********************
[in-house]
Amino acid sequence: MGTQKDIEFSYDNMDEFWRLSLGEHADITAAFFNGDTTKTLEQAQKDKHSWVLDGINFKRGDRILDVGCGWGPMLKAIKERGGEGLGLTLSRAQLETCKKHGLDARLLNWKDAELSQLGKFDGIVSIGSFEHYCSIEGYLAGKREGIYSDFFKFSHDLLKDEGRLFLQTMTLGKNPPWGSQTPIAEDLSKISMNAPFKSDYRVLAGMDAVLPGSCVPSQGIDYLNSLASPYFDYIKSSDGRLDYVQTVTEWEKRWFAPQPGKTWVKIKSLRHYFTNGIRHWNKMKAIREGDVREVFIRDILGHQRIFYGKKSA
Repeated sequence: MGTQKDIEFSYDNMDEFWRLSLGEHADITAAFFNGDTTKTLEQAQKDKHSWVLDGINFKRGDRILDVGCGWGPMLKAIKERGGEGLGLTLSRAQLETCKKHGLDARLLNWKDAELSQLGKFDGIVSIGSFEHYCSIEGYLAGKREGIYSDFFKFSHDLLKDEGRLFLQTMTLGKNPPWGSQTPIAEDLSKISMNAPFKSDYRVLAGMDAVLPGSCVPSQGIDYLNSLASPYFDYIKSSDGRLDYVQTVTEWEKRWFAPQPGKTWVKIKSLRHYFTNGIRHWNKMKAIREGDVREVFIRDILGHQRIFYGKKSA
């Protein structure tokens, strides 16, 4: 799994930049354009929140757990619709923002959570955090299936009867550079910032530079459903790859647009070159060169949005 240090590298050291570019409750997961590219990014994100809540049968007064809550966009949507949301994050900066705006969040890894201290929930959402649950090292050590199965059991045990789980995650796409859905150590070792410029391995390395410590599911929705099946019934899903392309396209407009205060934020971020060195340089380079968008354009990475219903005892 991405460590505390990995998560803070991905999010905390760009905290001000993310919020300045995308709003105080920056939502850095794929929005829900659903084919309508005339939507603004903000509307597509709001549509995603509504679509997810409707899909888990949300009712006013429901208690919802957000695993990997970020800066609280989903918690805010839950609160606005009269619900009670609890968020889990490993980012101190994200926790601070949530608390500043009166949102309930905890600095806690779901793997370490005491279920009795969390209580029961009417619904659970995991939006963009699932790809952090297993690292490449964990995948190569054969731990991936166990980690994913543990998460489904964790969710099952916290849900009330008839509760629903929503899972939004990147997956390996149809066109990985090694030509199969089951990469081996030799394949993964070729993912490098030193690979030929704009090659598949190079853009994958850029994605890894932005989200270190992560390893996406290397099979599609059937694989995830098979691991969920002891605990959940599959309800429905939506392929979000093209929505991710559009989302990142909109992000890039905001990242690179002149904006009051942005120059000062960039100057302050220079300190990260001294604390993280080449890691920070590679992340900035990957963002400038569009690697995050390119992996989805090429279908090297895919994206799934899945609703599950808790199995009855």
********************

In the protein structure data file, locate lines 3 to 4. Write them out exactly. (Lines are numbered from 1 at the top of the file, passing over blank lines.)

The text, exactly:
Repeated sequence: MGTQKDIEFSYDNMDEFWRLSLGEHADITAAFFNGDTTKTLEQAQKDKHSWVLDGINFKRGDRILDVGCGWGPMLKAIKERGGEGLGLTLSRAQLETCKKHGLDARLLNWKDAELSQLGKFDGIVSIGSFEHYCSIEGYLAGKREGIYSDFFKFSHDLLKDEGRLFLQTMTLGKNPPWGSQTPIAEDLSKISMNAPFKSDYRVLAGMDAVLPGSCVPSQGIDYLNSLASPYFDYIKSSDGRLDYVQTVTEWEKRWFAPQPGKTWVKIKSLRHYFTNGIRHWNKMKAIREGDVREVFIRDILGHQRIFYGKKSA
């Protein structure tokens, strides 16, 4: 799994930049354009929140757990619709923002959570955090299936009867550079910032530079459903790859647009070159060169949005 240090590298050291570019409750997961590219990014994100809540049968007064809550966009949507949301994050900066705006969040890894201290929930959402649950090292050590199965059991045990789980995650796409859905150590070792410029391995390395410590599911929705099946019934899903392309396209407009205060934020971020060195340089380079968008354009990475219903005892 991405460590505390990995998560803070991905999010905390760009905290001000993310919020300045995308709003105080920056939502850095794929929005829900659903084919309508005339939507603004903000509307597509709001549509995603509504679509997810409707899909888990949300009712006013429901208690919802957000695993990997970020800066609280989903918690805010839950609160606005009269619900009670609890968020889990490993980012101190994200926790601070949530608390500043009166949102309930905890600095806690779901793997370490005491279920009795969390209580029961009417619904659970995991939006963009699932790809952090297993690292490449964990995948190569054969731990991936166990980690994913543990998460489904964790969710099952916290849900009330008839509760629903929503899972939004990147997956390996149809066109990985090694030509199969089951990469081996030799394949993964070729993912490098030193690979030929704009090659598949190079853009994958850029994605890894932005989200270190992560390893996406290397099979599609059937694989995830098979691991969920002891605990959940599959309800429905939506392929979000093209929505991710559009989302990142909109992000890039905001990242690179002149904006009051942005120059000062960039100057302050220079300190990260001294604390993280080449890691920070590679992340900035990957963002400038569009690697995050390119992996989805090429279908090297895919994206799934899945609703599950808790199995009855």